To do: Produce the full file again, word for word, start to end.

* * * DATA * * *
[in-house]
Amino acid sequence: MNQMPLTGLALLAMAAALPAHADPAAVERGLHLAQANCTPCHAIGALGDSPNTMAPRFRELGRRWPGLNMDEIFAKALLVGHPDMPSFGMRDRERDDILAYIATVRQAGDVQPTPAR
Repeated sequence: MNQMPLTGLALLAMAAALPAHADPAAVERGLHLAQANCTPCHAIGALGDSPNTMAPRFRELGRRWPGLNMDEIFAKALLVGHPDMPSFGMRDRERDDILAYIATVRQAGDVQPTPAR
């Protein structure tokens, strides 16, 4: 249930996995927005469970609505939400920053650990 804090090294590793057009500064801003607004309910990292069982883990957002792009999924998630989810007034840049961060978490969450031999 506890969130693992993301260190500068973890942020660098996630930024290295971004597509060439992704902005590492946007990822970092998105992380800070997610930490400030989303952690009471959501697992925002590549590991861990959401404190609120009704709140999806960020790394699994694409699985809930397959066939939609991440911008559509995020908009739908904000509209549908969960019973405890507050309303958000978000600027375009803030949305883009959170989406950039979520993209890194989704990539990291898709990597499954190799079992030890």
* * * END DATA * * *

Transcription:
[in-house]
Amino acid sequence: MNQMPLTGLALLAMAAALPAHADPAAVERGLHLAQANCTPCHAIGALGDSPNTMAPRFRELGRRWPGLNMDEIFAKALLVGHPDMPSFGMRDRERDDILAYIATVRQAGDVQPTPAR
Repeated sequence: MNQMPLTGLALLAMAAALPAHADPAAVERGLHLAQANCTPCHAIGALGDSPNTMAPRFRELGRRWPGLNMDEIFAKALLVGHPDMPSFGMRDRERDDILAYIATVRQAGDVQPTPAR
């Protein structure tokens, strides 16, 4: 249930996995927005469970609505939400920053650990 804090090294590793057009500064801003607004309910990292069982883990957002792009999924998630989810007034840049961060978490969450031999 506890969130693992993301260190500068973890942020660098996630930024290295971004597509060439992704902005590492946007990822970092998105992380800070997610930490400030989303952690009471959501697992925002590549590991861990959401404190609120009704709140999806960020790394699994694409699985809930397959066939939609991440911008559509995020908009739908904000509209549908969960019973405890507050309303958000978000600027375009803030949305883009959170989406950039979520993209890194989704990539990291898709990597499954190799079992030890």